Step up the heat

A room showing underfloor heating system.
A room showing underfloor heating system.

Get those jobs done with a little help from DIY guru Julia Gray. This week: how to install underfloor heating system at home.

The last thing you want to do on a cold morning is get out of bed. But imagine if you could step out onto a warm carpet... Sounds blissful doesn’t it? Well, many people dream of having underfloor heating, according to a new campaign, Ask for Underfloor (www.askforunderfloor.org.uk). In a survey, a third of people said they’d like underfloor heating in their new home when they next move. Desirable as it may be, underfloor heating can seem like an expensive and disruptive home improvement, but it’s often more affordable and easier to fit than you might think.

Undated Handout Photo of Polypipe Solid Floor underfloor heating. See PA Feature HOMES Homes Column. Picture credit should read: PA Photo/www.AskForUnderfloor.org.uk. WARNING: This picture must only be used to accompany PA Feature HOMES Homes Column.

Undated Handout Photo of Polypipe Solid Floor underfloor heating. See PA Feature HOMES Homes Column. Picture credit should read: PA Photo/www.AskForUnderfloor.org.uk. WARNING: This picture must only be used to accompany PA Feature HOMES Homes Column.

There are two types of underfloor heating, electric and wet or hydronic, which circulate warm water between pipes under the floor and the boiler. If, like me, you thought the pipes have to be laid in a new concrete floor, you’d be wrong. With some wet underfloor heating systems, the plumber can lift up the existing floorcovering, fit the heating panels, lay plywood on top and then replace the floorcovering (assuming it’s not damaged). Most types of floorcovering are suitable for underfloor heating, including carpet, tiles, vinyl, laminate and wood, although it should be insulated underneath to prevent excessive heat loss.

While it’s perfectly possible to have underfloor heating in some rooms and radiators in others, the former is more energy efficient. It works at a lower temperature to radiators and yet delivers the same level of comfort, saving you money because the boiler or other heat source doesn’t have to work as hard and so uses less energy.

A radiator heats the air immediately above it, with the heat rising to the ceiling and then falling in a circular motion as it cools, whereas an underfloor system heats the entire floor from the floor up, providing a more even heat throughout the room. This reduces the constant air circulation caused by radiators, which creates draughts and distributes dust.

If your home has a ground, air or water source heat pump, or you’re considering installing one, this is the perfect partner for underfloor heating. Heat pumps work at their most efficient at low-water-output temperatures and so having a low-temperature heat emitter, such as underfloor heating, is ideal. Both heat pumps and boilers can heat water to the lower temperature required for underfloor heating, but heat pumps do it more efficiently than boilers.

As wet underfloor heating systems are connected to your home’s boiler or heat pump, they can be cheaper to run than electric versions. They also come with room (or zone) controls, so you can have some rooms (or zones, such as the ground floor) hotter than others, again potentially saving you money.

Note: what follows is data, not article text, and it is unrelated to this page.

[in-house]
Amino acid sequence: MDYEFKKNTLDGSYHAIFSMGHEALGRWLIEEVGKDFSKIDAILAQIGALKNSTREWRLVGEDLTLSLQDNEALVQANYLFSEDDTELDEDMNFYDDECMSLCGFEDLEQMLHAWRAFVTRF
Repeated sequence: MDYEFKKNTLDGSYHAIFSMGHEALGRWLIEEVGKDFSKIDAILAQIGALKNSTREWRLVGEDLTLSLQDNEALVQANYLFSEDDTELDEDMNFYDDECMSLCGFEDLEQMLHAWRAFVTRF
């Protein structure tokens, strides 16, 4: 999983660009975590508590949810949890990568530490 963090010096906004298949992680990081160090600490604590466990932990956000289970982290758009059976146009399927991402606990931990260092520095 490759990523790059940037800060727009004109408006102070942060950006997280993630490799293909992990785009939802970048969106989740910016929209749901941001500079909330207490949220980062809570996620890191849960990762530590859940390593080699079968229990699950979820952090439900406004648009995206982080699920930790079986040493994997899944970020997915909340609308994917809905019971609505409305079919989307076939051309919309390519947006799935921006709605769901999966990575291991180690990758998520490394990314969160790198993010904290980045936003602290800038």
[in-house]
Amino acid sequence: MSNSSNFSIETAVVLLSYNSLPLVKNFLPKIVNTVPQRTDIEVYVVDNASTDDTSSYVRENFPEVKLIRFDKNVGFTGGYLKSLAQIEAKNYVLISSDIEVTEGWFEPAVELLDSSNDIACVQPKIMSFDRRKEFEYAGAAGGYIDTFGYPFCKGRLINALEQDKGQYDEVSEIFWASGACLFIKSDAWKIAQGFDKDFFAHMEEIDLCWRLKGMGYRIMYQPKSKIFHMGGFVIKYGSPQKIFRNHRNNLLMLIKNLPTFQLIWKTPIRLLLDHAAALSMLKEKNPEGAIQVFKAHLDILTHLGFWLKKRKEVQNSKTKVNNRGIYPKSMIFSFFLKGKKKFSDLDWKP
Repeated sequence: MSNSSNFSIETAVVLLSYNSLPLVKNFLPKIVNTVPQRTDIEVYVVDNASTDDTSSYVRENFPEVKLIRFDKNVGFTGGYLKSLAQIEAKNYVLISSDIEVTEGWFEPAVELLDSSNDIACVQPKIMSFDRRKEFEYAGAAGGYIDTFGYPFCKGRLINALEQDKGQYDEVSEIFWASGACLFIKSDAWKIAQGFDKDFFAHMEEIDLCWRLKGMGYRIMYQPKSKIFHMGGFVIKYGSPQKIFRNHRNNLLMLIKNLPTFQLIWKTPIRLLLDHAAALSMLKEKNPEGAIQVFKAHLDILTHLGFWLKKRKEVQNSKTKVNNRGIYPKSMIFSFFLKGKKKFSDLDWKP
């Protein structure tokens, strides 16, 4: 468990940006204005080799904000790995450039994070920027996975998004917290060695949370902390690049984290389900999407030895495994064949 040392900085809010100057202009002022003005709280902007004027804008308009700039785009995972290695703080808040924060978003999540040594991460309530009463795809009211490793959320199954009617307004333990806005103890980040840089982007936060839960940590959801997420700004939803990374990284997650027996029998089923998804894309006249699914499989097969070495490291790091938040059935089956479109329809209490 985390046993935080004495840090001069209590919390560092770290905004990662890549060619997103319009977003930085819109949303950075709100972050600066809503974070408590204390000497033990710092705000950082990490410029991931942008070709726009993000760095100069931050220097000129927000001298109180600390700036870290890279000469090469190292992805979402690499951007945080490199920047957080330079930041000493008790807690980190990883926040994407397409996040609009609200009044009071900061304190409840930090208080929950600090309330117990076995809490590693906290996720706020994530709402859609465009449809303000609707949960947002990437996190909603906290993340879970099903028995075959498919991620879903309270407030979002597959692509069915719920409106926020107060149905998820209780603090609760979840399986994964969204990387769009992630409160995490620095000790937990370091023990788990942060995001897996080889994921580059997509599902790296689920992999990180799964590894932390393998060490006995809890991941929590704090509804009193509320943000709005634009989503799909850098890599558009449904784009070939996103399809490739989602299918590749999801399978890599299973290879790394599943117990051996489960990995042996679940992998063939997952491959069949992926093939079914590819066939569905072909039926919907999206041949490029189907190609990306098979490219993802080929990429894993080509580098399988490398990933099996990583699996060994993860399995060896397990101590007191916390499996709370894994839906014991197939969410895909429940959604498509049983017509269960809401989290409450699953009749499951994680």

Another advantage of underfloor heating is that it’s space saving — some rooms, especially in small homes, are short of wall space for radiators, but this clearly isn’t a problem if the heating’s under the floor. What’s more, underfloor heating is increasingly popular in children’s bedrooms, as a safer alternative to radiators.

It is, of course, important to get your underfloor heating from a reputable manufacturer that offers a guarantee — some manufacturers guarantee their heating pipes for up to 50 years — and to use a plumber or heating engineer with experience of fitting systems like yours. While prices vary from system to system and home to home, wet underfloor heating for a three-bedroom house costs around £2,100 to £2,600, according to Ask for Underfloor. Visit www.askforunderfloor.org.uk for more information on prices, and wet underfloor heating in general.

If you’re looking for a gift for a domestic goddess this Mothering Sunday, look no further than the Russell Hobbs Illumina 3-in-1 Hand Blender (£49.99, uk.russellhobbs.com). Much more than a standard hand blender, it comes with a blending leg with titanium-coated stainless-steel blades, a metal whisk attachment and a metal blade for chopping. You also get two pots — a 750ml chopping bowl that’s ideal for blitzing herbs, and a 1 litre beaker that’s ideal for whipping cream and making smoothies. Both pots have a rubber mat that stops them slipping on the worktop, and the mats cleverly double as lids for the pots, so you can easily store what you’ve made.

The ergonomically designed hand blender is fast, powerful (700W), sturdy and attractive, with a black and brushed stainless-steel finish, but the really innovative thing is the light ring that changes colour when you change speed. As soon as you learn which colour is for which task (there’s a sticker to show you), it’s easy to stay in control. Switching speeds and pressing the power button can easily be done with one hand, so it’s pretty much foolproof.

To repair painted woodwork that’s chipped, remove any flaking paint and sand smooth. Fill each repair with wood filler and sand smooth when that’s set, before wiping clean and repainting. Keep painting over each repair until you almost can’t see the filler, then repaint the whole piece of wood once or twice to avoid a patchy finish.